Warpaint – The Fool (Album Review)
- Warpaint – The Fool.
Pre-release hype can be a terrible burden on a debut album, its weight all too often enough to cripple its promising creators. Those that can successfully ride the accolade wave should be revered, celebrated, and then allowed to produce the telling follow-up out of the glaring headlights of the music press. Hopefully this will be the fate of LA’s Warpaint, who, two years after the release of the Exquisite Corpse EP, finally delivered their debut long player this October amid a frenzy of blog praise and broadsheet admiration.
Opener Set Your Arms Down is a slow burner; hypnotic bass chords and stop/start drums punctuate Emily Kokal’s swaying vocal, a hint of mid-‘90s desert rock, atmospheric and ominous. The stoner grooves continue into the album’s title track, before the heavily previewed Undertow announces the girls’ position as masters of languid dream-pop, a beautiful melody tied to carefully interposed guitar chords, with an exhausted sigh “why you wanna blame me for your troubles?” Ever on the lookout for interesting ways of supplementing the band’s ethereal harmonies and the melodic guitar work of its twin six-stringers Kokal and Theresa Wayman, contrasting sections and ever-changing arrangements are combined with subtle effects, such as the modulated, wobbling acoustic in Shadows. A subtle reference to Talking Heads’ Warning Sign can be found in the drummed intro to Bees, while the slow-paced opening section of standout track Composure sees delayed chords underpin a shouted-from-a-distance refrain from the whole band.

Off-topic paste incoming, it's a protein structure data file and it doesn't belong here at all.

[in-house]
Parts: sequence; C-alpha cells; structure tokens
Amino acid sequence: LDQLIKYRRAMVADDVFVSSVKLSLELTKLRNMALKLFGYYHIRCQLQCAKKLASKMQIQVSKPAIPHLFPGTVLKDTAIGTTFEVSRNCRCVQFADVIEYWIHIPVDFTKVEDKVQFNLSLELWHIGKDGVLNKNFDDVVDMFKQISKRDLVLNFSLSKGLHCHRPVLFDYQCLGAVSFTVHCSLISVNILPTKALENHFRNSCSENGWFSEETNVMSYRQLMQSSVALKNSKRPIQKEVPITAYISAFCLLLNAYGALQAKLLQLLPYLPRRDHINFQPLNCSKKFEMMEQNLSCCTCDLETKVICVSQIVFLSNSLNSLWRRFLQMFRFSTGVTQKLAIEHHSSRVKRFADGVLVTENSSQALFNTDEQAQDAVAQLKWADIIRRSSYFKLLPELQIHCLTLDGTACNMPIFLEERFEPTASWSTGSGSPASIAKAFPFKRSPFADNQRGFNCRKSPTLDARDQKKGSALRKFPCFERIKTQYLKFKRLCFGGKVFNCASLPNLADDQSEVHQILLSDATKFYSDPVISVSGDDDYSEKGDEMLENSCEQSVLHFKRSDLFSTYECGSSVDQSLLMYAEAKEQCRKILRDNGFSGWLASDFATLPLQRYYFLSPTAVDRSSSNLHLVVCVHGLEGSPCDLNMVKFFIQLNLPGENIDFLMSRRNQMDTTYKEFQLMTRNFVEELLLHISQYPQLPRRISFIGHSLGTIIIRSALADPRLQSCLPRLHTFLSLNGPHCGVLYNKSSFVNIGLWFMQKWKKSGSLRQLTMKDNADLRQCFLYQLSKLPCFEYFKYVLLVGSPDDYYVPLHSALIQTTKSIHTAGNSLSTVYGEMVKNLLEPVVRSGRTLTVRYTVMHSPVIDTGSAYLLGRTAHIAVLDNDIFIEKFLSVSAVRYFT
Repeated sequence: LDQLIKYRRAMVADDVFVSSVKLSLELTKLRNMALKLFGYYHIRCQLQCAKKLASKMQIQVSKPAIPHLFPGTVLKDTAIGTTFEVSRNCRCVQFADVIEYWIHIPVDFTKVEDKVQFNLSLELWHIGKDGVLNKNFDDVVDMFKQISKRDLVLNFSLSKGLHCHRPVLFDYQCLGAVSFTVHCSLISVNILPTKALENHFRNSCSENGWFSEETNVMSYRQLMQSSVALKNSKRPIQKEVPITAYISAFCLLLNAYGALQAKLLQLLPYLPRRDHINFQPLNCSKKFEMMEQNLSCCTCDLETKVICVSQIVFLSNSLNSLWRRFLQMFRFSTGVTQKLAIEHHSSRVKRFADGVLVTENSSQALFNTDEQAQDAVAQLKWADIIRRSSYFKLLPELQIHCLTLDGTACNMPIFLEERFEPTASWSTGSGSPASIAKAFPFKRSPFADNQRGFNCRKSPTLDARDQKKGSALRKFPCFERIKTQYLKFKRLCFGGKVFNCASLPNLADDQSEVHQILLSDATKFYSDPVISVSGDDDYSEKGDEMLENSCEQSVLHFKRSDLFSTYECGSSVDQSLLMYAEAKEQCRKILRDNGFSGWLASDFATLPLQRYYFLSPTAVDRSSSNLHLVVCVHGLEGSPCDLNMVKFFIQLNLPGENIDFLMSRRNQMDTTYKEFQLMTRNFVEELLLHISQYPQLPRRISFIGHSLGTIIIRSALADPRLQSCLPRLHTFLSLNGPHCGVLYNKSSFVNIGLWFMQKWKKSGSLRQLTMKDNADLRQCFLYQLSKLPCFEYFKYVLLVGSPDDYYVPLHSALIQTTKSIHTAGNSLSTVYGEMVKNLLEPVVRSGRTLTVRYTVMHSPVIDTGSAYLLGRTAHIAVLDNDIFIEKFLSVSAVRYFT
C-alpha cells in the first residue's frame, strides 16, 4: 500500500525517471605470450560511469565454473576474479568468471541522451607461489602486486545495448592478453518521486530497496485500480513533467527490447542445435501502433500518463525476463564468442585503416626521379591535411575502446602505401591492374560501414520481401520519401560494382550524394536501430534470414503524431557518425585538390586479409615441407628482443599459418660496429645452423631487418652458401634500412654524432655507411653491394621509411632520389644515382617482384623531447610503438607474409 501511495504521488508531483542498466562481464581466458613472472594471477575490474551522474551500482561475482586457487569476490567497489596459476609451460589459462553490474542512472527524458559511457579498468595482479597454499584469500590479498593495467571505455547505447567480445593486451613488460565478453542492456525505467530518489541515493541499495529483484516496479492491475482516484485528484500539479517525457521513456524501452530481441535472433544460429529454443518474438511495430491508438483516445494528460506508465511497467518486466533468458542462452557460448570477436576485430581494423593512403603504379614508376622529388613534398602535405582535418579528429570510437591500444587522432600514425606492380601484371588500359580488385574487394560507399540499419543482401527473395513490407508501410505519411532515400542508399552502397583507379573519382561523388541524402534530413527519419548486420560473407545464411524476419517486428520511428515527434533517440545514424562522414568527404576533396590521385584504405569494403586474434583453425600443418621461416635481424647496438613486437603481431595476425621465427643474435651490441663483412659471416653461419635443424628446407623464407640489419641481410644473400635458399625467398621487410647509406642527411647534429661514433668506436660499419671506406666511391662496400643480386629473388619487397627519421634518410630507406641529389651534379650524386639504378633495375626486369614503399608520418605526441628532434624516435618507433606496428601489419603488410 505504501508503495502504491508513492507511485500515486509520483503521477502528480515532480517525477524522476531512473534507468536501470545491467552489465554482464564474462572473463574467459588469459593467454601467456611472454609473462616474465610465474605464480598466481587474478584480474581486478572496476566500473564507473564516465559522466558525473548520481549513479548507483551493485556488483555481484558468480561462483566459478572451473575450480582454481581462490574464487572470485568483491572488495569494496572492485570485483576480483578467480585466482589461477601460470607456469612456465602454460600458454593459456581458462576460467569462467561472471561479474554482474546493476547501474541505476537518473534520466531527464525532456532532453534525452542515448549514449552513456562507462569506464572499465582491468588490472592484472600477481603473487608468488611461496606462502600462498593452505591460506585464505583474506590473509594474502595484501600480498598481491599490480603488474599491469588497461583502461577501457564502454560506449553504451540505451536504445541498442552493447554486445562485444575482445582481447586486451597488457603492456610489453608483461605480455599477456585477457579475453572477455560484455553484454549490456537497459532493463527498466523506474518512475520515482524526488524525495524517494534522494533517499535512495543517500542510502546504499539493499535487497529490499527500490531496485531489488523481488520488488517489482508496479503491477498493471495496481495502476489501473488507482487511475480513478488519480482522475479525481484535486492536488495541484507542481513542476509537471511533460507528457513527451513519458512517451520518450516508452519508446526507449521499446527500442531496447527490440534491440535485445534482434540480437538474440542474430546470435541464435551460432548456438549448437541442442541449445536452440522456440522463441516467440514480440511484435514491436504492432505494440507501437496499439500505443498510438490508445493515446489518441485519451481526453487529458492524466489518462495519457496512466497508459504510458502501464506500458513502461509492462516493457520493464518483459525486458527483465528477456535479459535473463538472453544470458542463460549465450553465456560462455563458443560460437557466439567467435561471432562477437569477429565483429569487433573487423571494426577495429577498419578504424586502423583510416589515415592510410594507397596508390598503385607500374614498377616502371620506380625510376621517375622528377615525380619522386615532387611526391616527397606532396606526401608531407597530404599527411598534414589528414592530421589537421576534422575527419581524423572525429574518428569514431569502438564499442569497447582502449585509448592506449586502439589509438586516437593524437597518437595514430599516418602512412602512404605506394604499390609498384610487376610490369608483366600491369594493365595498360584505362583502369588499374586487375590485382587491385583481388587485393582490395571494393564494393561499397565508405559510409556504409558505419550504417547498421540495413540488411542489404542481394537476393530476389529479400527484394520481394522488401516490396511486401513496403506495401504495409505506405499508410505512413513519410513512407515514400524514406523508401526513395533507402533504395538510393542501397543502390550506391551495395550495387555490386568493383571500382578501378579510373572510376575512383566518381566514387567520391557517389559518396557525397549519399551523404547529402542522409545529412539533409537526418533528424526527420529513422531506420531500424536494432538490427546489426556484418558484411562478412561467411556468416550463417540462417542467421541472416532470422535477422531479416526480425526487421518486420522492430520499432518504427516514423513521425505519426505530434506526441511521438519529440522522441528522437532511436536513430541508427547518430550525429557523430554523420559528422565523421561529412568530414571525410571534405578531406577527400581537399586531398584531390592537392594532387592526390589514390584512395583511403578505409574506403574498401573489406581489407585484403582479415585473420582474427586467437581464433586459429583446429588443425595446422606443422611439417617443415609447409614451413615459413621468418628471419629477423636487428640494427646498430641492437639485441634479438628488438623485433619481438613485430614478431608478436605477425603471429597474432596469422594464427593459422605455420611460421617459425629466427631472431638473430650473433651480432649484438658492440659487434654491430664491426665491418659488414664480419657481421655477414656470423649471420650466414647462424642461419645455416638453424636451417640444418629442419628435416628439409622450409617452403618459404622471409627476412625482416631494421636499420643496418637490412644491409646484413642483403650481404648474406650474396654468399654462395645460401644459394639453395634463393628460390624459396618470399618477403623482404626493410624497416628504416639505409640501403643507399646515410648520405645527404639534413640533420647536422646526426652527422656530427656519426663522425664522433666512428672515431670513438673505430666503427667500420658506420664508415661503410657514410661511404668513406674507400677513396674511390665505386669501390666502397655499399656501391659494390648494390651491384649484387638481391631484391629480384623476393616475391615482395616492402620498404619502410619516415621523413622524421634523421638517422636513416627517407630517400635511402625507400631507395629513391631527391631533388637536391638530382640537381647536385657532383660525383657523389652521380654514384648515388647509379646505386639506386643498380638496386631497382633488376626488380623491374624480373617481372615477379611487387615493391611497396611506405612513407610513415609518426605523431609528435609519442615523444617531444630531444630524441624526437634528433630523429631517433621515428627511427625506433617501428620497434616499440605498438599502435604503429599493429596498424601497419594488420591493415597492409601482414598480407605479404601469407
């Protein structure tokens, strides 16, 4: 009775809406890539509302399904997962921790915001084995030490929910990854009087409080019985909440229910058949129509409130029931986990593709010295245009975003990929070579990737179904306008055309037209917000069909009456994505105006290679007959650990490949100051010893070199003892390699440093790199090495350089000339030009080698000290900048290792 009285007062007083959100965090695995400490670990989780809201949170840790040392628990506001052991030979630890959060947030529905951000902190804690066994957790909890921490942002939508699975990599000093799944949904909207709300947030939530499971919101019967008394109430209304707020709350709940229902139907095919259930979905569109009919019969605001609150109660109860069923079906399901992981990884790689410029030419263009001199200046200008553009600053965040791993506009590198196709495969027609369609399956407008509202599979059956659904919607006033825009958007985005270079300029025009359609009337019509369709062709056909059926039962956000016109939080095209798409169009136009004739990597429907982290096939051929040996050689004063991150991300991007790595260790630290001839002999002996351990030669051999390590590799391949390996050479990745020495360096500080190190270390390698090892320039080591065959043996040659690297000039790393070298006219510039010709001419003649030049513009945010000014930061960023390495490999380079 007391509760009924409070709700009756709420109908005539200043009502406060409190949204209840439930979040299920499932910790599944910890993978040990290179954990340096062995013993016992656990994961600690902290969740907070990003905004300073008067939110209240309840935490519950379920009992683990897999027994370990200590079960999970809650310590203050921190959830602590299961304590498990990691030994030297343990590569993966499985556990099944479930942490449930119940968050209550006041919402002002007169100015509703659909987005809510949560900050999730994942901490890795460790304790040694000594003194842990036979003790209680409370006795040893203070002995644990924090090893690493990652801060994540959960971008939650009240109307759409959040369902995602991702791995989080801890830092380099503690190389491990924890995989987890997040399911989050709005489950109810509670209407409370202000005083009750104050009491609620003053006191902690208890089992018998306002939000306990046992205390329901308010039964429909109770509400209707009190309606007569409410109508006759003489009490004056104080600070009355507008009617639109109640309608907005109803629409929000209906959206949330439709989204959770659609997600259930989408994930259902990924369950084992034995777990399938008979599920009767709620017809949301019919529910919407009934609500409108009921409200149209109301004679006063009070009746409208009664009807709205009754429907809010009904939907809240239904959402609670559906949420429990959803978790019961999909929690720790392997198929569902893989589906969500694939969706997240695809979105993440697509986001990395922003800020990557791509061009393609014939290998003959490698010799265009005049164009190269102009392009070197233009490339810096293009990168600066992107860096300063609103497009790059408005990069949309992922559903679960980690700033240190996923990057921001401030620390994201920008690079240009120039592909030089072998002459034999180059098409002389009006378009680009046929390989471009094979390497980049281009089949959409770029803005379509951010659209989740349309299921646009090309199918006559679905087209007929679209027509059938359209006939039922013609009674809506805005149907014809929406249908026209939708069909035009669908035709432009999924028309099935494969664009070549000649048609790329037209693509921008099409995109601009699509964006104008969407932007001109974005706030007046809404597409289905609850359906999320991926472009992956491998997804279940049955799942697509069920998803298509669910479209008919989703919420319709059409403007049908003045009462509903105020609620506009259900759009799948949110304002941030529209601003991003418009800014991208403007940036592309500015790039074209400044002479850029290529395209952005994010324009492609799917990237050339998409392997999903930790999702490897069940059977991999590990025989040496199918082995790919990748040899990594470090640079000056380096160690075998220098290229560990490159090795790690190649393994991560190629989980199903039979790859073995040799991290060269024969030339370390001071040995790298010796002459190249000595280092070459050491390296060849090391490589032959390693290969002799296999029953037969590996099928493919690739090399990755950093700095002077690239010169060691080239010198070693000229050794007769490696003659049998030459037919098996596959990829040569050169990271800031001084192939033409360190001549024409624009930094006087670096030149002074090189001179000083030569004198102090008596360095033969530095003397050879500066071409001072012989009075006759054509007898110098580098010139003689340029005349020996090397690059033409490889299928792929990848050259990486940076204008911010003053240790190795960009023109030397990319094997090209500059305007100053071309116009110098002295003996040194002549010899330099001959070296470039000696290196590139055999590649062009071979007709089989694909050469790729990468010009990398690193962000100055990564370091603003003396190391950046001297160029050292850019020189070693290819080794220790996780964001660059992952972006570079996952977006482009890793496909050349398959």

The band’s talent lies in their ability to conjure a unique ambience from seemingly simple building blocks. Kokal successfully manages to turn quite an asinine lyric in to a touching, weary plea in Baby, while even the all-conquering Undertow could easily fall flat in the wrong hands. Warpaint deliver on the growing reputation that precedes them. Definitely believe the hype; just don’t be blinded by it.